My best ideas rarely come when I am sitting in front of my computer. They arrive when I am driving in my car, or out walking, or standing in a line. Or loading the dishwasher, or chatting in a coffee shop.
In traditional workplaces people are expected to generate good ideas and clear thoughts in front of their computers from Monday to Friday, 8:30 to 4:30. Or in a meeting room, sitting around a table facing each other.
Maybe blocks in creativity don't have so much to do with timing as they have to do with the environment. There's something about sitting in a cubicle and expecting ourselves to be creative and brilliant that just doesn't work.
This isn't new information. It has been recognized for some time now in some high-performing companies. Most of us have heard about the Google work environment. Although initially met by some with disbelief and skepticism, there is no denying that Google is incredibly successful and the way they have their work environment designed gives them access to the best in their people.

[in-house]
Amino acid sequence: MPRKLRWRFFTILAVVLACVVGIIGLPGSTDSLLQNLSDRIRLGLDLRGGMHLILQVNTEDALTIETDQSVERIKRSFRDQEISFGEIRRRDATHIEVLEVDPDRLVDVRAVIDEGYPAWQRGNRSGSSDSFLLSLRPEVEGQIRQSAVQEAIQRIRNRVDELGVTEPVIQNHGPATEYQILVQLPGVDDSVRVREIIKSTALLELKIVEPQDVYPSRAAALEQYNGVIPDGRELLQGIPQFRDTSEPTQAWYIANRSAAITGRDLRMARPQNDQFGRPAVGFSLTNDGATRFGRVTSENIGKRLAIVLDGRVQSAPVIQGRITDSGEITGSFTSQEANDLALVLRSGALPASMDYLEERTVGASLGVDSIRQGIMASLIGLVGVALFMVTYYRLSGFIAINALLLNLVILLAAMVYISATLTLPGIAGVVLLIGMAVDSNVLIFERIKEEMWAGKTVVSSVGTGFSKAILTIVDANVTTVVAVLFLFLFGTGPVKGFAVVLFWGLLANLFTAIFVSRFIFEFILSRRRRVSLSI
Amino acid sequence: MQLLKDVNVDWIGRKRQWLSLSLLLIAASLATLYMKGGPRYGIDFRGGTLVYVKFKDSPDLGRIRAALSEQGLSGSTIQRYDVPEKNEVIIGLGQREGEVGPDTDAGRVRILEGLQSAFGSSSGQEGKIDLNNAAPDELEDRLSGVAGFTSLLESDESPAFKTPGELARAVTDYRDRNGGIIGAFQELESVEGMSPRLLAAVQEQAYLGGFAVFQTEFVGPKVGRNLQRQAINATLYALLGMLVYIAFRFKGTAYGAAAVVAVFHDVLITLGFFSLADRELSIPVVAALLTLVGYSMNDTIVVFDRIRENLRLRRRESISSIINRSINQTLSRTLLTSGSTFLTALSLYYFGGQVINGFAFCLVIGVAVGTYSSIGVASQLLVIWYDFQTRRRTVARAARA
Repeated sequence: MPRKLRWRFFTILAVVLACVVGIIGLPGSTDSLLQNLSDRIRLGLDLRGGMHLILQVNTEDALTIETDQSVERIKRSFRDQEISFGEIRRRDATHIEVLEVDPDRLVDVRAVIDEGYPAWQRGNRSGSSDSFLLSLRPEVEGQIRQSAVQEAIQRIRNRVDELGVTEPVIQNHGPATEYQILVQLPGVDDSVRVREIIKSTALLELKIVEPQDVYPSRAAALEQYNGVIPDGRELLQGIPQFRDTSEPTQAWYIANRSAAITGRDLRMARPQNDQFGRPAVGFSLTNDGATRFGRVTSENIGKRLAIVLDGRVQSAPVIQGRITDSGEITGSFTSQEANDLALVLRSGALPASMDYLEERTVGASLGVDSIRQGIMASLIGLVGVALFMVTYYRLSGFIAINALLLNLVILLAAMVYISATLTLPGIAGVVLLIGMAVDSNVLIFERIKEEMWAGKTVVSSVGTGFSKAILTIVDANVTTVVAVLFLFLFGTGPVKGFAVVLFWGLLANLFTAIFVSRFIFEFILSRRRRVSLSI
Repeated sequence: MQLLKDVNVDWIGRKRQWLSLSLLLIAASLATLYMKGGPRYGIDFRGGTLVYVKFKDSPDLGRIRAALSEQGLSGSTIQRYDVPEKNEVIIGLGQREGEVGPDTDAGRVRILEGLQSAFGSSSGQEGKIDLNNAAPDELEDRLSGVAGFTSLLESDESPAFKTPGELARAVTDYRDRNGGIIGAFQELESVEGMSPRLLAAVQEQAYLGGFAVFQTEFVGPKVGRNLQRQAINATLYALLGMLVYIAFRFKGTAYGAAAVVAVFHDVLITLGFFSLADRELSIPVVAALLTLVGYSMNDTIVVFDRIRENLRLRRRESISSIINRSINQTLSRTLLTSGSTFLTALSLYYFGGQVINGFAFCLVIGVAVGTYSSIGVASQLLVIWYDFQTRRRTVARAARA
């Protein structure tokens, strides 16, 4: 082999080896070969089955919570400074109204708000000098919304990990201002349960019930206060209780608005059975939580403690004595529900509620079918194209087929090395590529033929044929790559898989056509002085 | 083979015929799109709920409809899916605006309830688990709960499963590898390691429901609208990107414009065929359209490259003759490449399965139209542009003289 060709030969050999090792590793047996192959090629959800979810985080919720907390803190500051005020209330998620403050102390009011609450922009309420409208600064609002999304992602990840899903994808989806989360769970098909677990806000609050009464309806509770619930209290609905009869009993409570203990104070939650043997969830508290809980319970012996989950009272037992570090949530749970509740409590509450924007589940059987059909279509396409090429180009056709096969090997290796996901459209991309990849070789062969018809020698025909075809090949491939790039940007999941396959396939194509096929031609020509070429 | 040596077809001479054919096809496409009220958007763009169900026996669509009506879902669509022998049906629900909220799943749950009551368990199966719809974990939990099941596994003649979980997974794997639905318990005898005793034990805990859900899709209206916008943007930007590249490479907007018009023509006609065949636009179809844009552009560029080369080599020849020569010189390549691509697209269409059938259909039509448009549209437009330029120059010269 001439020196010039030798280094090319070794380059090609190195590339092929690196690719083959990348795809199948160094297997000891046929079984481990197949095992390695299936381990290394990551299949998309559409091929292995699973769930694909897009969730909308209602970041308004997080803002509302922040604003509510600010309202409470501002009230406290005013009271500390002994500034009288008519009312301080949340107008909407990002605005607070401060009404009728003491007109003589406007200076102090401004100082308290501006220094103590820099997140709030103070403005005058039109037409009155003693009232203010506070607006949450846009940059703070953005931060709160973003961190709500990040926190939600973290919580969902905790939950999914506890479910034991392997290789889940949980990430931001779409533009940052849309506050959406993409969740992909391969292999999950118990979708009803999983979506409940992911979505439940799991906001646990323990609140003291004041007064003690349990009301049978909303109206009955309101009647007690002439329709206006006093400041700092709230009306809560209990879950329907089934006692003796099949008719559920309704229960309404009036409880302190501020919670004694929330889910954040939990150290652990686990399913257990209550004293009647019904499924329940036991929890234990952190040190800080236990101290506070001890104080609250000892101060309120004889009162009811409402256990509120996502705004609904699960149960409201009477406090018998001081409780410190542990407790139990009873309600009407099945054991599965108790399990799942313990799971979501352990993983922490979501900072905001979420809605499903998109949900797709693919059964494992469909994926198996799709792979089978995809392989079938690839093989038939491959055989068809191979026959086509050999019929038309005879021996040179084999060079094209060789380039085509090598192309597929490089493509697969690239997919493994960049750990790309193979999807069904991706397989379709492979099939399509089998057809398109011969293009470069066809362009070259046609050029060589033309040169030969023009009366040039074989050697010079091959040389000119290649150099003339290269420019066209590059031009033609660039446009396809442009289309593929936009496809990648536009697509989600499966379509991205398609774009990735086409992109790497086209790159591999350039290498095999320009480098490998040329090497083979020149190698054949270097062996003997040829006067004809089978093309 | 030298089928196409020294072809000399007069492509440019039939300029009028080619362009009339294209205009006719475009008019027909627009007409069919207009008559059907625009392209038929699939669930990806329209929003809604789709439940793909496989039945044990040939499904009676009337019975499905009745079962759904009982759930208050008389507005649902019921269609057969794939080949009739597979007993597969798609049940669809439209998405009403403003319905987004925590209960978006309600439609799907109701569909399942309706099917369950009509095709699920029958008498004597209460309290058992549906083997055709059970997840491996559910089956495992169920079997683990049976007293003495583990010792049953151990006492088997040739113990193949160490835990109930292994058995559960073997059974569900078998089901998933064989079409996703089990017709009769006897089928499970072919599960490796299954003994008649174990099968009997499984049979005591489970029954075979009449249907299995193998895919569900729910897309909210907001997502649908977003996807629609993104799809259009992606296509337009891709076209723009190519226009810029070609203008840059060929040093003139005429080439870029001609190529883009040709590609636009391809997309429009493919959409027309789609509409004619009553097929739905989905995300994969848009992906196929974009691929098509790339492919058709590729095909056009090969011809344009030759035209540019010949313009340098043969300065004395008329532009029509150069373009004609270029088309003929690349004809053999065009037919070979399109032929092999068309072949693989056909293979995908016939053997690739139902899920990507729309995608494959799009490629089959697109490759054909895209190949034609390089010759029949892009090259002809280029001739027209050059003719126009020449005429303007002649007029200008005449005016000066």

Creating learning spaces that foster creativity and recognizing the value of a more flexible attitude to workplaces has made some small inroads in our government and corporate spaces. The conversation has started in many places.
Does your workspace bring forth the best of your creativity and ideas?